By Jack Franks
Throughout the last decade, food trends have come along before seemingly vanishing in the blink of an eye.
After all, we can hardly expect a generation suffering from a worryingly slim attention span and a desire to discover the next undiscovered viral gem to stay loyal to one food for long…
The explosion of social media during the 2010’s infant years allowed culinary flash points to surge into the world’s spotlight, spreading like baba ghanoush on warm pita bread.
Before social media timelines resembling a sensory-overloaded menu of limitless options, food trends leaked across countries slowly, often taking years to reach their boiling point. Word of mouth was king, as were the copious number of cooking and food shows that littered tv channels.
The likes of ‘No Reservations,’ which saw the late Anthony Bourdain bravely eating street food in Bangkok and sulfur-cooked eggs in the volcanic springs of the Azores, spring to mind.
Adam Richman’s gastrointestinal cross-country quest, which saw him gorge on the biggest, spiciest, greasiest, and most ridiculous food in America on the Travel Channel’s ‘Man vs. Food’ introduced the theory that size mattered.
It’s hard not to get nostalgic about the impact these shows had on our generation’s food culture, but their drip-feeding nature was forgotten when the internet donned its apron. Since Facebook, Twitter, Instagram, and later, TikTok strolled into town, we’ve seen it all over the last 13 years.
The avocado became a household name, fuelled by flat white, clear specs-wearing Millenial hipsters with an appetite for the works of David Foster Wallace. Kale was thrust into the limelight by Gwyneth Pawtrol, and doughnuts became the new cupcakes.
Sriracha sauce began to sell by the million when Kylie Jenner dyed her hair green, put on a red sweatshirt and Instagrammed: “Don’t you just love Sriracha bottles?” in 2015. Over 1.1 million likes later, it was literally the hottest sauce on the shelves.
But what about 2023?
Last year we saw alternative milk and vegan options reign supreme, inspired by the Gen-Z society searching for the ultimately tuned holistic lifestyle. That same generation has fallen in love with the humble pickle, the viral food pick of the year so far.
Relishing the limelight
Pickles are hardly groundbreaking, with archaeologists believing that ancient Mesopotamians pickled food as far back as 2400 B.C. That’s almost 4,500 years ago for reference.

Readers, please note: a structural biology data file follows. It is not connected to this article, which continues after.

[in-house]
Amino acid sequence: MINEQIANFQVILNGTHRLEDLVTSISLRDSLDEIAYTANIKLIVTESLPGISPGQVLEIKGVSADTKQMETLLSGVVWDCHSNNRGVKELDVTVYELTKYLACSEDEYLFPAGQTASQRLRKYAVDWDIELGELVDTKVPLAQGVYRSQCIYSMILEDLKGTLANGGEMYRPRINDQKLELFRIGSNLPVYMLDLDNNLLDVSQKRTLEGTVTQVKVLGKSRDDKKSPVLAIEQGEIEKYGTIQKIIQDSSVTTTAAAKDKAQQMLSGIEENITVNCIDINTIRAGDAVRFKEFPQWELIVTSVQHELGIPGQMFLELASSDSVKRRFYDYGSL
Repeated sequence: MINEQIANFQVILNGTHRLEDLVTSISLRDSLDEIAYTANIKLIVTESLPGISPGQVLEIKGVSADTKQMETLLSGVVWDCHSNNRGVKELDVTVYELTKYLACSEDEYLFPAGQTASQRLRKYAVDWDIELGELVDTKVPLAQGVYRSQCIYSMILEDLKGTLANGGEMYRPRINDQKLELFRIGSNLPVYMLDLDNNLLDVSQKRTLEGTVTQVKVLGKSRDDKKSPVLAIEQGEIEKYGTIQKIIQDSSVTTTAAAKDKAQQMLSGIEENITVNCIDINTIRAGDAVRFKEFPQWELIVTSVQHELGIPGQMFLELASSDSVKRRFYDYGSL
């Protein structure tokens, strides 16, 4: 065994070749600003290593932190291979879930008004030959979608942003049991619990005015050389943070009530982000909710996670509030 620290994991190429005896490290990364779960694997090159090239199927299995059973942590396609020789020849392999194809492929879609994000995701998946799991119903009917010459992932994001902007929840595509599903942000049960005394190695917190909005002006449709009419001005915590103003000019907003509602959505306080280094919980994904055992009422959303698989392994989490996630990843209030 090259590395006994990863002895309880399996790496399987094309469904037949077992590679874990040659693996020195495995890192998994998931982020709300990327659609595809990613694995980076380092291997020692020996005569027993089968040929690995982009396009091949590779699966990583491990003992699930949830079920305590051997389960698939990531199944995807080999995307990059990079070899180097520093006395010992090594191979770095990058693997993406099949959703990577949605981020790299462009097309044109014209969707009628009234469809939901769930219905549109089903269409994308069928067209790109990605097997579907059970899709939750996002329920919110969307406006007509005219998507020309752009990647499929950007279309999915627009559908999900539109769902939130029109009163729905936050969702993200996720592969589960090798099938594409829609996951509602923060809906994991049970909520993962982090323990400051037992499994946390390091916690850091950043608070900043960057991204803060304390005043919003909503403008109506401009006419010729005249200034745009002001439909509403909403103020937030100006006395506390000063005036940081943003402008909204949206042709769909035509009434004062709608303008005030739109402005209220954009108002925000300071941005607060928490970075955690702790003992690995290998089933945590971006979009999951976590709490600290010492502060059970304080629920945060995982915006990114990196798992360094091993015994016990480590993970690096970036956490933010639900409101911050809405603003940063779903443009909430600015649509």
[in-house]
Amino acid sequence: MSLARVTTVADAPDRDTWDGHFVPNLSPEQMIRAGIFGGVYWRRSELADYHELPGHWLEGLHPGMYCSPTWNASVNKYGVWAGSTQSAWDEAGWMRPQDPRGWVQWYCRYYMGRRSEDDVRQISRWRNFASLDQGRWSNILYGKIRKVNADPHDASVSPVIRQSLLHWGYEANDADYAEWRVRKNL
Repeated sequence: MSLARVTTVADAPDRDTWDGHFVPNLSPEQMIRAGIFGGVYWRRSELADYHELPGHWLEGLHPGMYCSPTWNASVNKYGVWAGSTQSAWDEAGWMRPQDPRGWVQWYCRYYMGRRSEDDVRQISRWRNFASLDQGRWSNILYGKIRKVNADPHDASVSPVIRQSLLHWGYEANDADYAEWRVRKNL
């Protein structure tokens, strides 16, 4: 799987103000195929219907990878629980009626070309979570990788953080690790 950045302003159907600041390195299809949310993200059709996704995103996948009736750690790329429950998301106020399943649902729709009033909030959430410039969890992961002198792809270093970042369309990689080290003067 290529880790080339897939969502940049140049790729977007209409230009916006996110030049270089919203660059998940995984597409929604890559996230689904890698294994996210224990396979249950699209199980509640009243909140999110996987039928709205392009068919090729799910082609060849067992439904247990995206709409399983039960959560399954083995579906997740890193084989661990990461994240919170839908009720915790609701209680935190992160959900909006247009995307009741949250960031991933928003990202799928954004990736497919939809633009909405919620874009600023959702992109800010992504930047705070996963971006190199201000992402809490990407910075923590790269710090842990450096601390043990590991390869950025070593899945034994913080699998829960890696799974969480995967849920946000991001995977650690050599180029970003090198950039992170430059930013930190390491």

Over time, they’ve been utilized and praised by Queen Cleopatra, Napoleon Bonaparte, H.J. Heinz, and the Philadelphia Eagles – to name a few – but their standing within the foodie community has been spent on the periphery.
With that in mind, even the savviest of cultural forecasters surely couldn’t have predicted that the pickle would emerge as one of 2023’s top food trends.
But here we are.
Type in #pickle on TikTok, and you’ll be greeted with almost four billion videos, most of which are dominated by the chamoy pickle kit challenge. In short, the host eats a giant pickle stuffed with spicy sweets or crisps, sometimes wrapped in a fruit roll-up and drizzled in hot sauce and chili powder.
Bite off the top of the pickle, then fill it with either Salsaghetti, Takis, or Gushers (a soft sweet filled with fruity juice). Sprinkle on Tajín and drizzle over the chamoy and take a big old bite.
The taste? Most people say it’s a massive flavor combo – sweet, salty, spicy, tangy, and sour. It sounds mad but also seriously good, hitting all possible snack cravings.
Oh, and if you’re considering attempting it, don’t forget to drink the juice.
Florence Pugh – a rising star of the big screen – sampled the pickle challenge during a LADBible YouTube video that racked up almost 1.5 million views.
@lad Why is it so juicy?! 🌶️ #florencepugh #hotpickle #pickle #challenge #spicyfood #trending #snackwars #ladbible ♬ original sound – LAD
More generally, searches for pickles on Google have skyrocketed by 3,800 percent since the start of 2023. Searches for “pickle benefits” are also up by 122 percent, according to Humanery.
The popularity dill-ema
The global pickles market is expected to reach $16.6 Billion by 2030, but many fear that this trend may follow the same path as the ultimate Millenial starter pack item: the avocado.
In 2022, the price of avocados surged to a 24-year high – a 50% overall increase – with prices in the U.S. soaring by 19%, reaching peak dollar sales of over $233 million in June, according to the Hass Avocado Board (HAB).
What may worry pickle fans, though, is the ultimate demise of anything that becomes larger than life in its popularity.
A quick search for ‘avocado gifts’ on Amazon brings up over 3000 results, highlighting the impact that a previously introverted Mexican fruit now possesses on today’s youth.
The puns are endless (here at Muscle and Health, we would never stoop that low), accessories range from mugs to air fresheners, while you are no doubt destined to see a card with the likes of ‘Avo Great Day’ or ‘Br-avocado’ donning its front.
‘You’re expensive and tasty’ – the headline for an avocado-inspired anniversary card is as true as it is hilarious. Apparently, financial struggles and inflation rates of today are purely down to the over-dependence on avo on toast served in highbrow cafes.
Pickle enthusiasts who were aboard the hype train long before its arrival at trendy town may not need to worry too much, though. Longevity speaks volumes, as does the fact they aren’t saddled with the same hefty price tag and environmental impact as avocados, which makes them considerably less cancel-able.
Pickles are an unproblematic fave, boasting a range of health benefits such as improved gut health, eye-opening antioxidants (literally), and they could even help you shift a few pounds.
If this sounds like the start of what could be a Netflix documentary in the future, we tend to agree.
We are sure it’ll be a jarring watch.